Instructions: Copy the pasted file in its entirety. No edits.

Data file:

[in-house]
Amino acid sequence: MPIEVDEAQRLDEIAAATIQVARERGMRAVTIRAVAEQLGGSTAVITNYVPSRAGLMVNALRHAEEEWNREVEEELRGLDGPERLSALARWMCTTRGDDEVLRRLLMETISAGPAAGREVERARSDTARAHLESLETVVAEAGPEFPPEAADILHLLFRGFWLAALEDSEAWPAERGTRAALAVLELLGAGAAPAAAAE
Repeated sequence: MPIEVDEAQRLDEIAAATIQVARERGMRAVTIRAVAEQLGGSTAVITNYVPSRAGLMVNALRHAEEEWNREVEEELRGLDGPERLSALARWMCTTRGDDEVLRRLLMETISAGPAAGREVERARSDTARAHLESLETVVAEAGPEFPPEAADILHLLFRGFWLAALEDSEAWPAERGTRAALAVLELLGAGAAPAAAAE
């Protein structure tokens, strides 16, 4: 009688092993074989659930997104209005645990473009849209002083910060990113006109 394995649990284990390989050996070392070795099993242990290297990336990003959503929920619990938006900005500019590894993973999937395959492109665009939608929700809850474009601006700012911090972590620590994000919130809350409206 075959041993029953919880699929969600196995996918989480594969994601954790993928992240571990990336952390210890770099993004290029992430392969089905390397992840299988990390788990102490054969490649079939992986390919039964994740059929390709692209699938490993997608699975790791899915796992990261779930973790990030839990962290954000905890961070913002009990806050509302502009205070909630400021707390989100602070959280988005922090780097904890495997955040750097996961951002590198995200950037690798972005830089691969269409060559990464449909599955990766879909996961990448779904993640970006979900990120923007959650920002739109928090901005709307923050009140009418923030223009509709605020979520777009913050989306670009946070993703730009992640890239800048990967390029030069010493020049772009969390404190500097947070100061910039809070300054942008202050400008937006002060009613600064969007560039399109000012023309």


[in-house]
Amino acid sequence: MPIEVDEAQRLDEIAAATIQVARERGMRAVTIRAVAEQLGGSTAVITNYVPSRAGLMVNALRHAEEEWNREVEEELRGLDGPERLSALARWMCTTRGDDEVLRRLLMETISAGPAAGREVERARSDTARAHLESLETVVAEAGPEFPPEAADILHLLFRGFWLAALEDSEAWPAERGTRAALAVLELLGAGAAPAAAAE
Repeated sequence: MPIEVDEAQRLDEIAAATIQVARERGMRAVTIRAVAEQLGGSTAVITNYVPSRAGLMVNALRHAEEEWNREVEEELRGLDGPERLSALARWMCTTRGDDEVLRRLLMETISAGPAAGREVERARSDTARAHLESLETVVAEAGPEFPPEAADILHLLFRGFWLAALEDSEAWPAERGTRAALAVLELLGAGAAPAAAAE
């Protein structure tokens, strides 16, 4: 009688092993074989659930997104209005645990473009849209002083910060990113006109 394995649990284990390989050996070392070795099993242990290297990336990003959503929920619990938006900005500019590894993973999937395959492109665009939608929700809850474009601006700012911090972590620590994000919130809350409206 075959041993029953919880699929969600196995996918989480594969994601954790993928992240571990990336952390210890770099993004290029992430392969089905390397992840299988990390788990102490054969490649079939992986390919039964994740059929390709692209699938490993997608699975790791899915796992990261779930973790990030839990962290954000905890961070913002009990806050509302502009205070909630400021707390989100602070959280988005922090780097904890495997955040750097996961951002590198995200950037690798972005830089691969269409060559990464449909599955990766879909996961990448779904993640970006979900990120923007959650920002739109928090901005709307923050009140009418923030223009509709605020979520777009913050989306670009946070993703730009992640890239800048990967390029030069010493020049772009969390404190500097947070100061910039809070300054942008202050400008937006002060009613600064969007560039399109000012023309």